U.S. vows to cut $1.5B in aid to Egypt over trials
USA Today
By Oren Dorell

CAIRO – Members of Egypt’s newly elected government refused to back off Monday from charges that 19 Americans and several other foreigners are aiding violent protests and will be tried.

Meanwhile, the United States on Monday threatened to cut off $1.5 billion in annual aid to Egypt for what it called an illegitimate crackdown on foreign groups known as non-governmental organizations (NGOs) that promote democracy.

“Whoever is operating legally should be fine,” said Sobhy Saleh, whose Freedom and Justice Party is the political arm of the Muslim Brotherhood, which recently won the majority of seats in the Egyptian parliament. “Whether they are Islamic or not, any NGO should follow the law.”

Saleh said Egypt will not accept any violations of Egyptian law or interference of Egypt sovereignty. Hisham Abo Alnasr, a member of the high council of Egypt’s hard-line al-Nour Party, said that based on documents found during the investigation the Americans “may be considered spies.”

Egypt doesn’t need democracy training from foreigners, Alnasr said. He said the country needs training in literacy, science and health care to help it develop economically.

Among the Americans is Sam LaHood, son of U.S. Transportation Secretary Ray LaHood. Sam LaHood and five other Americans are in Egypt while the others have left.

Altogether, 43 people face trials over illegally operating in Egypt and receiving funds from abroad without permission from Egyptian authorities for their human rights and pro-democracy efforts. Egypt charges that they fund and support anti-government protests. The groups deny that.

U.S. State Department spokeswoman Victoria Nuland said Monday that the United States is extending an invitation to all who are affected by the charges to seek protection at the embassy in Cairo “to give them some time to consider their options with their lawyers.” She did not say how many activists are at the embassy.

Secretary of State Hillary Rodham Clinton has warned that the situation could jeopardize U.S. aid to Egypt. The U.S. ambassador to the United Nations, Susan Rice, said the Americans have been working to build a more democratic society in Egypt and “have done absolutely nothing wrong.”

Protesters have continued to appear in the Egyptian streets to oppose the Islamist parties that won the elections and to demand that the ruling military council speed up transfer of power to civilians.

The military took power after the resignation a year ago of dictator Hosni Mubarak, who is on trial on charges of corruption and in connection with attacks on protesters.

The U.S. groups, such as the International Republican Institute, have said they have been helping Egyptian pro-democracy groups adopt modern methods for their causes and have taken no sides in Egyptian politics. Sam LaHood was working for IRI, which says it was operating openly.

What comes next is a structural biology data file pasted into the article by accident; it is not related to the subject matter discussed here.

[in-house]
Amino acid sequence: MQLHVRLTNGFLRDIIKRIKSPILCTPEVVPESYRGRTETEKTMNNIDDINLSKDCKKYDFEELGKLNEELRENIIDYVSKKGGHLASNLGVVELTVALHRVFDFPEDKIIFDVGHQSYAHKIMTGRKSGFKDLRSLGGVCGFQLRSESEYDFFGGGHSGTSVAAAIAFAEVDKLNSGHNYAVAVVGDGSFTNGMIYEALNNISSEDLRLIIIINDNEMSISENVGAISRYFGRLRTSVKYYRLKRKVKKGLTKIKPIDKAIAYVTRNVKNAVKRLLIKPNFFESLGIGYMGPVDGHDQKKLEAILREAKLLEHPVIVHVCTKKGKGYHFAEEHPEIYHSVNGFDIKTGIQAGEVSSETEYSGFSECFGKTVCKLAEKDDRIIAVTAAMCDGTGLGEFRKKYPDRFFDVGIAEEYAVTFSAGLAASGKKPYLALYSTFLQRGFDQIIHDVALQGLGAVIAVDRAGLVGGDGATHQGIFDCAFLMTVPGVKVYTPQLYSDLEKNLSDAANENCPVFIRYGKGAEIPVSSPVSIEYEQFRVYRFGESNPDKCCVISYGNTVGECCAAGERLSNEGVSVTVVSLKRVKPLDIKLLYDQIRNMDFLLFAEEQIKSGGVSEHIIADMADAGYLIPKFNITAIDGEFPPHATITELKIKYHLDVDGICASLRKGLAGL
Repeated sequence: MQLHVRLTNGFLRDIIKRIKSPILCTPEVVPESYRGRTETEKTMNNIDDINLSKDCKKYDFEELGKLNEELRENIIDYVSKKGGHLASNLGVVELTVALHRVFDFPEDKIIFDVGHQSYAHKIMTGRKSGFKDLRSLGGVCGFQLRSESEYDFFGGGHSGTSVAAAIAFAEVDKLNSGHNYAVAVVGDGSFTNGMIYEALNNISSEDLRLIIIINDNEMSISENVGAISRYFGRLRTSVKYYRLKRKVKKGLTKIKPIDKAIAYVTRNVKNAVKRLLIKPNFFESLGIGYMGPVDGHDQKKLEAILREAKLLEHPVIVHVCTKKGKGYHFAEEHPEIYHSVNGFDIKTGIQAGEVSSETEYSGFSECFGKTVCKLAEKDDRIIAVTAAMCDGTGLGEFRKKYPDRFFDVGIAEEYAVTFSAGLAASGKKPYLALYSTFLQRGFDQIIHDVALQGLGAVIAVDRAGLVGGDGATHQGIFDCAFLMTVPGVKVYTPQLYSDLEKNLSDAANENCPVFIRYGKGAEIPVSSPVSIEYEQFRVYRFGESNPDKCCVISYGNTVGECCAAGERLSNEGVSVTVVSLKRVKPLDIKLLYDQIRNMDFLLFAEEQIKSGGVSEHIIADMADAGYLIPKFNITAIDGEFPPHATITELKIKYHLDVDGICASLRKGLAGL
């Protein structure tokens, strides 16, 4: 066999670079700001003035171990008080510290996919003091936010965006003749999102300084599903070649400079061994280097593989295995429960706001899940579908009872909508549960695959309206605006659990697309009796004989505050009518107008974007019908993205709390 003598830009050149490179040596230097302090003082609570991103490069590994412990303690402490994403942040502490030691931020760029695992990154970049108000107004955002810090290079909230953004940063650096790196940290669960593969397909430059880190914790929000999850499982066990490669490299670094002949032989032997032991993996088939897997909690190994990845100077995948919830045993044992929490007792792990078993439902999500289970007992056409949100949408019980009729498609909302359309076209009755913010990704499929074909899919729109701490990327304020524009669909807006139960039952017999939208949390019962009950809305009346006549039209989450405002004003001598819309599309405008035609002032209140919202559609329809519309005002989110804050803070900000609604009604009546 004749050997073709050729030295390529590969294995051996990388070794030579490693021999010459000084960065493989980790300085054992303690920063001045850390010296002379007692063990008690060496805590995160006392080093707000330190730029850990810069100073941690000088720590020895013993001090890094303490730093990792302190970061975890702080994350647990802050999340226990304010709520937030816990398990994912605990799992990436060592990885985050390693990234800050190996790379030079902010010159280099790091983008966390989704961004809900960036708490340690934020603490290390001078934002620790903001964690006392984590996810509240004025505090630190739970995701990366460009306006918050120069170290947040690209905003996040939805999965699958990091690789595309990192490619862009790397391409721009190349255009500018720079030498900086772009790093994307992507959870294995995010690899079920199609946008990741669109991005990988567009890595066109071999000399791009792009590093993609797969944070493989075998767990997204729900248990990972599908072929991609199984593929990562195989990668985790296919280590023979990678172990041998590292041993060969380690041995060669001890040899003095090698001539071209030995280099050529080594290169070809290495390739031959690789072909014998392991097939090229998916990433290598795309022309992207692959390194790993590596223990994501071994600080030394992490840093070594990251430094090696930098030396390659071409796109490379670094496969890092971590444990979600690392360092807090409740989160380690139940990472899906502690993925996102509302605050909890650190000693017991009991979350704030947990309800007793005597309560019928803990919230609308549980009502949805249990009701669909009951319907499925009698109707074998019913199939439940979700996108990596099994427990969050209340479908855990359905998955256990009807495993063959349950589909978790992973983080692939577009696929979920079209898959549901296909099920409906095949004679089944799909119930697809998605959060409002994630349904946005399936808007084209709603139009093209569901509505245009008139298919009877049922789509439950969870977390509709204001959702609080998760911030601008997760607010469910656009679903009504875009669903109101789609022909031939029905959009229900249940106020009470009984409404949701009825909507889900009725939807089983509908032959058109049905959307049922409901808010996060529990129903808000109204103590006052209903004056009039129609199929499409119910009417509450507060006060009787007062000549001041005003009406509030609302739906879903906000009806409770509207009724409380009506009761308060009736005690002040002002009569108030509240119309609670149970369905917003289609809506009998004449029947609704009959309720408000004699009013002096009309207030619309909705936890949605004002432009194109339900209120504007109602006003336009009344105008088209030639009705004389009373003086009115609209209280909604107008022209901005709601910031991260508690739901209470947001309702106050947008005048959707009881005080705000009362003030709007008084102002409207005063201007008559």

“It is a politically motivated effort to squash Egypt’s growing civil society groups, orchestrated through the courts, in part by Mubarak-era holdovers,” the IRI said.

Only foreign aid groups that have helped the more liberal Egyptian parties have been targeted, according to the groups.

Retired Egyptian army major general Mohamed Kadry Said, a member of the al-Ahram Center for Political and Strategic Studies, said the NGOs had provided Egypt with important services, but “this process should be correct, and that is why this crisis happened between these groups and the Egyptian government. Egyptians don’t want interference by foreign governments.”

The foreign groups have said that they provide training on how to turn ideas into a message, and teach citizens how to present a platform. They also have provided election monitoring services with the knowledge of Egyptian government for years and do not give money to any individuals or groups.

Among those targeted is the National Democratic Institute, which works in more than 50 countries, including 12 countries in the Middle East. NDI, IRI and Freedom House all provide seminars to anyone working toward democracy, providing the knowledge and skills to participate in their own political systems, NDI says.

Among the people referred by Egypt’s Justice Ministry for prosecution are two American and two Egyptian employees of the International Center for Journalists of Washington, D.C.

In Egypt, the organization was working to improve citizen journalism by teaching people how to cover news events fairly, President Joyce Barnathan said.

The two American staffers, Natasha Tynes and Patrick Butler, are currently in the USA, Barnathan said.

“All we were doing was promoting good journalism,” Barnathan said.

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